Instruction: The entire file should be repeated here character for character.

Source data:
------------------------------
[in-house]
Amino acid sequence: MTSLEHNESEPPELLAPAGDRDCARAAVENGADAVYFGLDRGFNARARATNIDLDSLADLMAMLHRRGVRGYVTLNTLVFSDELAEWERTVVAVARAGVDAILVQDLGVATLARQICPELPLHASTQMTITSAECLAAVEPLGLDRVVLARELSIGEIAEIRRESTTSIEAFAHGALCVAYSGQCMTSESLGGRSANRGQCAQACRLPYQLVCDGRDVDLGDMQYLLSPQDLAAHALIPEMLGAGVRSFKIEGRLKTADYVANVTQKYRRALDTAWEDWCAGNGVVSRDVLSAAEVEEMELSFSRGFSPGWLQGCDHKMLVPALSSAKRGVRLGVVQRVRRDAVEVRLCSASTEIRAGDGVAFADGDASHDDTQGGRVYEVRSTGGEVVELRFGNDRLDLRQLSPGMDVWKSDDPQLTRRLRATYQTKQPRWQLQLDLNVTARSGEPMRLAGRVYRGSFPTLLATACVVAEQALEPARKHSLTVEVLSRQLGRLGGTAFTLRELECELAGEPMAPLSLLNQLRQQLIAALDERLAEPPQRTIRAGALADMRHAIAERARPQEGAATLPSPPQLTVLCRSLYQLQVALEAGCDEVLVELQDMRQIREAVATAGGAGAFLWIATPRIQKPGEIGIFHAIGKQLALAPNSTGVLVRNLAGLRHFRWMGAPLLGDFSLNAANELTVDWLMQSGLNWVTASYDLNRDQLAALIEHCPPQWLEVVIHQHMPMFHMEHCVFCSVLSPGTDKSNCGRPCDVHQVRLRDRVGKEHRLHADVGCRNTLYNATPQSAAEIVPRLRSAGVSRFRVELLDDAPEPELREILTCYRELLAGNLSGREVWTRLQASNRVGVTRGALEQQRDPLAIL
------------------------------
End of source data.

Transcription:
[in-house]
Amino acid sequence: MTSLEHNESEPPELLAPAGDRDCARAAVENGADAVYFGLDRGFNARARATNIDLDSLADLMAMLHRRGVRGYVTLNTLVFSDELAEWERTVVAVARAGVDAILVQDLGVATLARQICPELPLHASTQMTITSAECLAAVEPLGLDRVVLARELSIGEIAEIRRESTTSIEAFAHGALCVAYSGQCMTSESLGGRSANRGQCAQACRLPYQLVCDGRDVDLGDMQYLLSPQDLAAHALIPEMLGAGVRSFKIEGRLKTADYVANVTQKYRRALDTAWEDWCAGNGVVSRDVLSAAEVEEMELSFSRGFSPGWLQGCDHKMLVPALSSAKRGVRLGVVQRVRRDAVEVRLCSASTEIRAGDGVAFADGDASHDDTQGGRVYEVRSTGGEVVELRFGNDRLDLRQLSPGMDVWKSDDPQLTRRLRATYQTKQPRWQLQLDLNVTARSGEPMRLAGRVYRGSFPTLLATACVVAEQALEPARKHSLTVEVLSRQLGRLGGTAFTLRELECELAGEPMAPLSLLNQLRQQLIAALDERLAEPPQRTIRAGALADMRHAIAERARPQEGAATLPSPPQLTVLCRSLYQLQVALEAGCDEVLVELQDMRQIREAVATAGGAGAFLWIATPRIQKPGEIGIFHAIGKQLALAPNSTGVLVRNLAGLRHFRWMGAPLLGDFSLNAANELTVDWLMQSGLNWVTASYDLNRDQLAALIEHCPPQWLEVVIHQHMPMFHMEHCVFCSVLSPGTDKSNCGRPCDVHQVRLRDRVGKEHRLHADVGCRNTLYNATPQSAAEIVPRLRSAGVSRFRVELLDDAPEPELREILTCYRELLAGNLSGREVWTRLQASNRVGVTRGALEQQRDPLAIL